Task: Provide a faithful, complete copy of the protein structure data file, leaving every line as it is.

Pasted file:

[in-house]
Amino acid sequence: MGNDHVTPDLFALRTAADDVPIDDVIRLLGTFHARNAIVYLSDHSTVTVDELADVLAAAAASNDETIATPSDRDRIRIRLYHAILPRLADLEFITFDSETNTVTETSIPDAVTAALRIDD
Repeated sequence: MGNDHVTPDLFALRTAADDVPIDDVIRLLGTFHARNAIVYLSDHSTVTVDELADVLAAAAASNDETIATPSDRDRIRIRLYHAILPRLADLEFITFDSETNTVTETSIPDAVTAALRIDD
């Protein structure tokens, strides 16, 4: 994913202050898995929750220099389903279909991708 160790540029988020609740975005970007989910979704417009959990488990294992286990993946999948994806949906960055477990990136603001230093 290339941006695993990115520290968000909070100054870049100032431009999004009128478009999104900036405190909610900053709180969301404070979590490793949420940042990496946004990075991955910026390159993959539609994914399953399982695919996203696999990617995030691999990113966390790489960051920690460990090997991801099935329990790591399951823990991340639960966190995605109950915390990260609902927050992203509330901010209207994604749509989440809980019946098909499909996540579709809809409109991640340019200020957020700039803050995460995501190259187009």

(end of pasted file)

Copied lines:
[in-house]
Amino acid sequence: MGNDHVTPDLFALRTAADDVPIDDVIRLLGTFHARNAIVYLSDHSTVTVDELADVLAAAAASNDETIATPSDRDRIRIRLYHAILPRLADLEFITFDSETNTVTETSIPDAVTAALRIDD
Repeated sequence: MGNDHVTPDLFALRTAADDVPIDDVIRLLGTFHARNAIVYLSDHSTVTVDELADVLAAAAASNDETIATPSDRDRIRIRLYHAILPRLADLEFITFDSETNTVTETSIPDAVTAALRIDD
């Protein structure tokens, strides 16, 4: 994913202050898995929750220099389903279909991708 160790540029988020609740975005970007989910979704417009959990488990294992286990993946999948994806949906960055477990990136603001230093 290339941006695993990115520290968000909070100054870049100032431009999004009128478009999104900036405190909610900053709180969301404070979590490793949420940042990496946004990075991955910026390159993959539609994914399953399982695919996203696999990617995030691999990113966390790489960051920690460990090997991801099935329990790591399951823990991340639960966190995605109950915390990260609902927050992203509330901010209207994604749509989440809980019946098909499909996540579709809809409109991640340019200020957020700039803050995460995501190259187009």